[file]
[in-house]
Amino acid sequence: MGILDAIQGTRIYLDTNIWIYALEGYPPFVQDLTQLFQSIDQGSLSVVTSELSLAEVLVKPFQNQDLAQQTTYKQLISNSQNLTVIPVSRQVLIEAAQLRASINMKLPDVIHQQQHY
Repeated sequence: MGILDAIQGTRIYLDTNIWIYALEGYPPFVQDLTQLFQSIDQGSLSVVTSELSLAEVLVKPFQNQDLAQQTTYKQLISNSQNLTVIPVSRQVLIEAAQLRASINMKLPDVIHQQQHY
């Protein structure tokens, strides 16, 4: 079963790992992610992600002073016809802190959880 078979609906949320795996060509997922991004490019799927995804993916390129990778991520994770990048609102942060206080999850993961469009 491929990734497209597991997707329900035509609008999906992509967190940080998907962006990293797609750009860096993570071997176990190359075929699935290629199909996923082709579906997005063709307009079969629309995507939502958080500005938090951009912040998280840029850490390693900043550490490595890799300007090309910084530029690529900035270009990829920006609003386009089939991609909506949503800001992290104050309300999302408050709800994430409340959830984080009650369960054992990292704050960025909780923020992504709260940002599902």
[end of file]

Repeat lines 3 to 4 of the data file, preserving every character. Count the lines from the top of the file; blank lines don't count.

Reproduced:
Repeated sequence: MGILDAIQGTRIYLDTNIWIYALEGYPPFVQDLTQLFQSIDQGSLSVVTSELSLAEVLVKPFQNQDLAQQTTYKQLISNSQNLTVIPVSRQVLIEAAQLRASINMKLPDVIHQQQHY
């Protein structure tokens, strides 16, 4: 079963790992992610992600002073016809802190959880 078979609906949320795996060509997922991004490019799927995804993916390129990778991520994770990048609102942060206080999850993961469009 491929990734497209597991997707329900035509609008999906992509967190940080998907962006990293797609750009860096993570071997176990190359075929699935290629199909996923082709579906997005063709307009079969629309995507939502958080500005938090951009912040998280840029850490390693900043550490490595890799300007090309910084530029690529900035270009990829920006609003386009089939991609909506949503800001992290104050309300999302408050709800994430409340959830984080009650369960054992990292704050960025909780923020992504709260940002599902």